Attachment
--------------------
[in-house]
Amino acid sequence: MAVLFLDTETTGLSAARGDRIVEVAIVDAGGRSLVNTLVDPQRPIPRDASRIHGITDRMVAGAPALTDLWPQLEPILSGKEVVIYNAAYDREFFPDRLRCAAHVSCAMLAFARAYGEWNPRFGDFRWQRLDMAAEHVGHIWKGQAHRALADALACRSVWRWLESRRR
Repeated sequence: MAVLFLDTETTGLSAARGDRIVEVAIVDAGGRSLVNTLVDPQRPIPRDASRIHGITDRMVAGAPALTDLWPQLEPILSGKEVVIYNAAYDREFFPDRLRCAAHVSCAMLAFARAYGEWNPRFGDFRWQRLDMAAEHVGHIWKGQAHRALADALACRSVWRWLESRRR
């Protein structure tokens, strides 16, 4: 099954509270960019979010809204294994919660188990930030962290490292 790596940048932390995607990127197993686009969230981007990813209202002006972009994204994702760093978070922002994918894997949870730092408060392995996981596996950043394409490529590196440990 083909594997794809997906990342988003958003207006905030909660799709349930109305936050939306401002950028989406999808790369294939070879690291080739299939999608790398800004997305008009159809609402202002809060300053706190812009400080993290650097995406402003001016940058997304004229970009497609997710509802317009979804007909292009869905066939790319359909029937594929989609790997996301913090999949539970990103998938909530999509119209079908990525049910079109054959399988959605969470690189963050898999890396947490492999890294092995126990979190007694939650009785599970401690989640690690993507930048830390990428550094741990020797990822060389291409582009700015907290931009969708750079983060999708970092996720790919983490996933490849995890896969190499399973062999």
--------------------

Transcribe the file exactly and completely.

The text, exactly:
[in-house]
Amino acid sequence: MAVLFLDTETTGLSAARGDRIVEVAIVDAGGRSLVNTLVDPQRPIPRDASRIHGITDRMVAGAPALTDLWPQLEPILSGKEVVIYNAAYDREFFPDRLRCAAHVSCAMLAFARAYGEWNPRFGDFRWQRLDMAAEHVGHIWKGQAHRALADALACRSVWRWLESRRR
Repeated sequence: MAVLFLDTETTGLSAARGDRIVEVAIVDAGGRSLVNTLVDPQRPIPRDASRIHGITDRMVAGAPALTDLWPQLEPILSGKEVVIYNAAYDREFFPDRLRCAAHVSCAMLAFARAYGEWNPRFGDFRWQRLDMAAEHVGHIWKGQAHRALADALACRSVWRWLESRRR
């Protein structure tokens, strides 16, 4: 099954509270960019979010809204294994919660188990930030962290490292 790596940048932390995607990127197993686009969230981007990813209202002006972009994204994702760093978070922002994918894997949870730092408060392995996981596996950043394409490529590196440990 083909594997794809997906990342988003958003207006905030909660799709349930109305936050939306401002950028989406999808790369294939070879690291080739299939999608790398800004997305008009159809609402202002809060300053706190812009400080993290650097995406402003001016940058997304004229970009497609997710509802317009979804007909292009869905066939790319359909029937594929989609790997996301913090999949539970990103998938909530999509119209079908990525049910079109054959399988959605969470690189963050898999890396947490492999890294092995126990979190007694939650009785599970401690989640690690993507930048830390990428550094741990020797990822060389291409582009700015907290931009969708750079983060999708970092996720790919983490996933490849995890896969190499399973062999």